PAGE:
Hiring to high standards is extremely  frustrating: Just filling a position is much more simple than trying to recruit a person that “will grow” even beyond the position. It is time consuming, there is a high churn rate of rejected candidates. The result of the most of the careful work of a 4 to 5 person committee is to say “no” to a candidate at the end. What a waste!

Each employee needs to spend 1,5 (e.g. a member of a committee without interview duties) to 10 hours (an interviewer in high demand because of her interviewing skills) per week on hiring. That is 3% to an extreme 20% of overall working time. Is this efficient?

Lazlo Bock (see sources) makes the point that all the time spend in hiring is rewarded by the future contribution of the employee. And for those that this lofty statement is not enough he comes up with this: Google is spending much less on external training than other companies. Internal training by employees for employees is highly encouraged.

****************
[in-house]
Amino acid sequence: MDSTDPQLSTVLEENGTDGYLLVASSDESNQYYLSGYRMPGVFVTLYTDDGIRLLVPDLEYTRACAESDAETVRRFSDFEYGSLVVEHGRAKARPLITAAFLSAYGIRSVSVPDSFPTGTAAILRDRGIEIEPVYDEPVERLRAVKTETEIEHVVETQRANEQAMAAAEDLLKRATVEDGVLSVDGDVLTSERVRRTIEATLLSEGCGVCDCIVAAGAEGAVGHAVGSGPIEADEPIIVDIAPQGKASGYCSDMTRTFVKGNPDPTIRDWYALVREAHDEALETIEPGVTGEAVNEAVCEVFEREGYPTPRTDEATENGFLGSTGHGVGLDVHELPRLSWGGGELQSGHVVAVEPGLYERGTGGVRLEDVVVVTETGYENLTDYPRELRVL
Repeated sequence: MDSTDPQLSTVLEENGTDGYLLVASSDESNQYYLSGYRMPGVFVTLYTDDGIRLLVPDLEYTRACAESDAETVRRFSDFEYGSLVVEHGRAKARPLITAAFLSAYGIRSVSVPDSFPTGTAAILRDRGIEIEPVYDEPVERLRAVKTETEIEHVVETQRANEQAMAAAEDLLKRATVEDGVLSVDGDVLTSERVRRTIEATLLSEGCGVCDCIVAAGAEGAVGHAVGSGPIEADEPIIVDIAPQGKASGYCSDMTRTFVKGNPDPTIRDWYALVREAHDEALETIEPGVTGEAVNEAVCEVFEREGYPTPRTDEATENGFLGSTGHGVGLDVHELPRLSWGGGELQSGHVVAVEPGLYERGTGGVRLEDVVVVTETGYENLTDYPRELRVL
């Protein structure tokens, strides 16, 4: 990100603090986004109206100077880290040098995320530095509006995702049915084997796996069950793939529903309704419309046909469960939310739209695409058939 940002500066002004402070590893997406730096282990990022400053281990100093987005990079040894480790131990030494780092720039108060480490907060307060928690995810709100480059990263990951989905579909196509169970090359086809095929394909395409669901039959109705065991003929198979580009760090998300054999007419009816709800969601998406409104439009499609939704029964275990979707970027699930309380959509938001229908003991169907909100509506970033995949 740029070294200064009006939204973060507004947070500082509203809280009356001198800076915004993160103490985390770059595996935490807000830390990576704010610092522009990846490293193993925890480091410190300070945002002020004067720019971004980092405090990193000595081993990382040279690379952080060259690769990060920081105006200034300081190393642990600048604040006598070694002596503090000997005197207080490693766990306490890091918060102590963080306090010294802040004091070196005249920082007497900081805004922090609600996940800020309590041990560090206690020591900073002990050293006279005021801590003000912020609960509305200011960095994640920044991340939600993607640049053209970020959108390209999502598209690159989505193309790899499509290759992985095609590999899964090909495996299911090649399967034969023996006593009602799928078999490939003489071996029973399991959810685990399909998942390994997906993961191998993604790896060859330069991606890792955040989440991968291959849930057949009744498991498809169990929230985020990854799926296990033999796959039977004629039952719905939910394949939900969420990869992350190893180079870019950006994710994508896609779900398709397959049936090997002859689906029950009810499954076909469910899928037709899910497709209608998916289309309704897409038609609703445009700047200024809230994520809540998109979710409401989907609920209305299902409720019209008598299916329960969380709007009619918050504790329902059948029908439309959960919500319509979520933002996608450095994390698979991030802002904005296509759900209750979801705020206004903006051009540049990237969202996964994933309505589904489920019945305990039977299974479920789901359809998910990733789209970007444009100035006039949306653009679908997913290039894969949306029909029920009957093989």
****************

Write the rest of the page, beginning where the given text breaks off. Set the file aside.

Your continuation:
The final balance is not clear, as individual contributions are subject to so many influencing factors. As Google is mostly hiring extremely bright engineers who train other bright engineers, the probability is that this process is effective as well as efficient.

Amazon’s hiring processes show similarities with Googles Processes in many aspects. Amazon employs a group of senior interviewers that have the final word in every hiring discussion. This group is called “Bar Raisers” and consists of valued employees who hold this role in addition to their other obligations.